If you watch the NCAA first-round game between Clemson and Missouri, don't blink. You might miss something.
This matchup of Tigers figures to be one of the most entertaining of the tournament as both teams play a free-wheeling style that could result in nonstop action.
"Missouri is similar to us," said Trevor Booker, Clemson's All-Atlantic Coast Conference power forward. "They like to go up and down the court, they like to press and so do we. It's going to be a pretty interesting game. It's definitely going to be a fast-paced game."
Missouri and Clemson are athletic teams that rely on pressure defense to force mistakes. Missouri forces 19.7 turnovers per game and ranks first in the nation in steals per contest (10.9). Clemson averages 17.5 takeaways and ranks eighth nationally in steals per game (9.6).
The downside for these teams is the easy baskets the opposition gets when it breaks the press. Missouri lost in the Big 12 Tournament to 12th seeded Nebraska, which shot 55.8 percent from the field in a 75-60 stunner. Clemson allowed 61.9 percent shooting in the second half and 52.8 percent for the game in a 57-55 loss to No. 11 seed N.C. State in the opening round of the ACC tourney.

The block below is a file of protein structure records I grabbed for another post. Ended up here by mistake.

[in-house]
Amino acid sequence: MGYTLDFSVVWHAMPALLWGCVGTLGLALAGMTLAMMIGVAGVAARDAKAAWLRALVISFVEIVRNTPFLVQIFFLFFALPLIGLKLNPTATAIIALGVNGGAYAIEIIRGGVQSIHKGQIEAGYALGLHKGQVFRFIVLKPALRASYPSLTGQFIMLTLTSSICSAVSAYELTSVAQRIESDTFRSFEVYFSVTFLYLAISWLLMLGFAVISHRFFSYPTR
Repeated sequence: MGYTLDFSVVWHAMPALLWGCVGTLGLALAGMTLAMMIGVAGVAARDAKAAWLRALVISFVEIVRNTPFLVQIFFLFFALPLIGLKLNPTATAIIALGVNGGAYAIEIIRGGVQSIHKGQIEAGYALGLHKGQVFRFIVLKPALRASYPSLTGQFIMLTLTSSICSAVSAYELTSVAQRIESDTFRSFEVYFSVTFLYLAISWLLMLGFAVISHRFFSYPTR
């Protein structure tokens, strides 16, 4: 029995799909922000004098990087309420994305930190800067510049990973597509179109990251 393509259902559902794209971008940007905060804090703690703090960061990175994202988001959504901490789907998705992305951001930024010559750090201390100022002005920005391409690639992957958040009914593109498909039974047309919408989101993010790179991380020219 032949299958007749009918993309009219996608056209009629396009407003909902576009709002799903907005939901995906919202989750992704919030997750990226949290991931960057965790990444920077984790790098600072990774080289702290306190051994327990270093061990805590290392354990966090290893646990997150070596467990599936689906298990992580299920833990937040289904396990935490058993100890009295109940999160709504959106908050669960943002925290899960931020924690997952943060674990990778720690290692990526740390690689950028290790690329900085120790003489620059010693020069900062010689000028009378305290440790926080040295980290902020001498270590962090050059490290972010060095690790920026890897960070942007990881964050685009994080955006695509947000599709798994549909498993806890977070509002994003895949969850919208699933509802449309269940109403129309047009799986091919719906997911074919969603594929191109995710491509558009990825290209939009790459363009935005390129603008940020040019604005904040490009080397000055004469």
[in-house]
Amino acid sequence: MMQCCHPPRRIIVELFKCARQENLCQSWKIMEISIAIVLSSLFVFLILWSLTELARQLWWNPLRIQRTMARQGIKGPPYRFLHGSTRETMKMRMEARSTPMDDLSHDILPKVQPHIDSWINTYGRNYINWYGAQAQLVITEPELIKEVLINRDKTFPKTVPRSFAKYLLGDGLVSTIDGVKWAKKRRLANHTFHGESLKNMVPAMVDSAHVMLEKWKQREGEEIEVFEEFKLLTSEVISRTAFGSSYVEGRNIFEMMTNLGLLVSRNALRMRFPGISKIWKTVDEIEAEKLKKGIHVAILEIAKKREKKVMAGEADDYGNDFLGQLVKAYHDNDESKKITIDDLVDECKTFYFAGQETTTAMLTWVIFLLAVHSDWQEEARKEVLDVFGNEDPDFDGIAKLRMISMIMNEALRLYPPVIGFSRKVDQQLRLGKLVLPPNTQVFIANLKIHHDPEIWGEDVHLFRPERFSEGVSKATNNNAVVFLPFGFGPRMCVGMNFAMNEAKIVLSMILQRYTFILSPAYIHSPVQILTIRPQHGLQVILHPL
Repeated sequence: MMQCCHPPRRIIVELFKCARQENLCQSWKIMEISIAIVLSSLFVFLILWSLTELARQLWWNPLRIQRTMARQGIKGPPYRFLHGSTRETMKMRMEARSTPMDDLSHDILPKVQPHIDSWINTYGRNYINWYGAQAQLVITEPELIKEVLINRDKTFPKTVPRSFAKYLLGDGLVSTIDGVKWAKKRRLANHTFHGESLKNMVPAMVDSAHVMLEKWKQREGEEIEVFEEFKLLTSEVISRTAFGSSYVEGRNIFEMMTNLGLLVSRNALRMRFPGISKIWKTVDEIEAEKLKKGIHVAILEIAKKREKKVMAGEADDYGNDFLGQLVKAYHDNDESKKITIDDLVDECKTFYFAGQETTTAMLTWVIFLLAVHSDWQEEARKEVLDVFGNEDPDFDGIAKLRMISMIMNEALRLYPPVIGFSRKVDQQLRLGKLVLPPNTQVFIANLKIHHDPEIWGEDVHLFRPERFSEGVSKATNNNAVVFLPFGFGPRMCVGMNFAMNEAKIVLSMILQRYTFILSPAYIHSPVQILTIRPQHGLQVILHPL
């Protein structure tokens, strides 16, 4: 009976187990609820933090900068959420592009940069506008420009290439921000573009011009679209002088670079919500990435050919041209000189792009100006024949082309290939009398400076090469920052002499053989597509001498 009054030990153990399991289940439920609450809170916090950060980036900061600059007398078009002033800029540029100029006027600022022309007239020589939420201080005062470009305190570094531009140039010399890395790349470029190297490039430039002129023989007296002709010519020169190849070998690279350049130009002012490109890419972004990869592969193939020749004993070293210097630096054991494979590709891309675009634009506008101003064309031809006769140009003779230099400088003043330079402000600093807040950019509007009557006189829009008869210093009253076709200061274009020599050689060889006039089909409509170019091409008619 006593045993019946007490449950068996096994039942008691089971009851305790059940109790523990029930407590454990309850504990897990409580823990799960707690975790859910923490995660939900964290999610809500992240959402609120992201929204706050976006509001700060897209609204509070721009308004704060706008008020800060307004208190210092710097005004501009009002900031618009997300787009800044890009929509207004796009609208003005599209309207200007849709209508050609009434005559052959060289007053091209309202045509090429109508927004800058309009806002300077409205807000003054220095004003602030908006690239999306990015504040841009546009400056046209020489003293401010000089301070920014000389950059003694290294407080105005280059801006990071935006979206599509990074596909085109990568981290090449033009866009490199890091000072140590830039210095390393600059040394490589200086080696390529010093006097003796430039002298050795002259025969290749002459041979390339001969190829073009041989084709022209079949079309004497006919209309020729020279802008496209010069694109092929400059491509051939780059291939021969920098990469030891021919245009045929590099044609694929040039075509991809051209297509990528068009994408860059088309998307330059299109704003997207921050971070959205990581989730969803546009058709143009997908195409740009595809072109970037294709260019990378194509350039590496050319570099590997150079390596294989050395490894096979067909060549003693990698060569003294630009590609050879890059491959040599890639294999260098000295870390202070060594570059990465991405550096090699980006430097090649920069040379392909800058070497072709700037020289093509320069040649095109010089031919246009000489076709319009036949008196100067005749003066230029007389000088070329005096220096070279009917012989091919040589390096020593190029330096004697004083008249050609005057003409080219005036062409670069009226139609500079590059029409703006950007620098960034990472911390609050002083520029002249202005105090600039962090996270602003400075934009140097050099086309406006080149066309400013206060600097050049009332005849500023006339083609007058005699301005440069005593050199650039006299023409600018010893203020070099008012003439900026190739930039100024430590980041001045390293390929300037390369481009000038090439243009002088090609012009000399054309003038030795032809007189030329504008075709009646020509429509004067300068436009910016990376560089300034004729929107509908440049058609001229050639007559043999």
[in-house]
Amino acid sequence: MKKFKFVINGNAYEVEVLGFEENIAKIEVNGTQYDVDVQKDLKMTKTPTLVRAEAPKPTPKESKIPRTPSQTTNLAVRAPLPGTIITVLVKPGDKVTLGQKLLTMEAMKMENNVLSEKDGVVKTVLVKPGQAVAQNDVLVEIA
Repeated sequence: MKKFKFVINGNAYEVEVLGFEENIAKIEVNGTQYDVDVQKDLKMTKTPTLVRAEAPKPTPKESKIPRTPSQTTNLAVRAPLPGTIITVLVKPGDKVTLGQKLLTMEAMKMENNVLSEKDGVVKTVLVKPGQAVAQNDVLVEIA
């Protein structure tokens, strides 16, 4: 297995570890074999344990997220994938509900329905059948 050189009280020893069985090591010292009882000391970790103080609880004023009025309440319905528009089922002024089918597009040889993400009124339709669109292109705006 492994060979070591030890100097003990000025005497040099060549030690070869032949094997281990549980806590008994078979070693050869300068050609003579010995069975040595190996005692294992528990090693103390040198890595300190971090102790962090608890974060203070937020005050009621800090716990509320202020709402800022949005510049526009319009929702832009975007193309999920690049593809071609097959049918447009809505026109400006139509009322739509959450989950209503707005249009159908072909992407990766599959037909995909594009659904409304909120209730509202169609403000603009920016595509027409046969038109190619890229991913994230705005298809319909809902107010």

Missouri is making its second straight trip to the NCAA Tournament under fourth-year coach Mike Anderson, who guided the Tigers to a school-record 31 wins and an Elite Eight appearance last season. This is the school-record-tying third straight appearance for Clemson. Coach Oliver Purnell has yet to win an NCAA game in five trips with three schools.
Everything revolves around Booker. The physical, 6-foot-7, 240-pound senior is the Tigers' leading scorer (15.3 ppg.) and rebounder (8.3) and is second on the team in assists. He is the only player in ACC history with 1,500 points, 1,000 rebounds, 200 assists, 200 blocks and 100 steals. When guards Demontez Stitt (11.2 ppg.), Andre Young (9.1 ppg.) and Tanner Smith (9.0 ppg.) are making shots, teams can't collapse on Booker. Forward-center Jerai Grant, a 6-8 junior, supplies good interior defense.
Sophomore guard Kim English (13.9 ppg.) leads a balanced scoring attack that includes six players who average at least eight points. Senior backcourt starters Zaire Taylor and J.T. Tiller are noted defenders who use their long arms to disrupt passing lanes. Sophomore guard Marcus Denmon (10.8 ppg.) shoots 42.5 percent from three-point range. An ACL injury to starting forward Justin Safford in February has left 6-8 sophomore Laurence Bowers (10.2, 5.6 rpg.) and 6-9 senior Keith Ramsey (5.8) to carry the load in the front court.
Given their similar styles, Clemson and Missouri know what they are up against. Clemson has the advantage inside if Booker gets enough touches and avoids foul trouble, but Missouri has more scoring options and its superior guard play could give them the edge.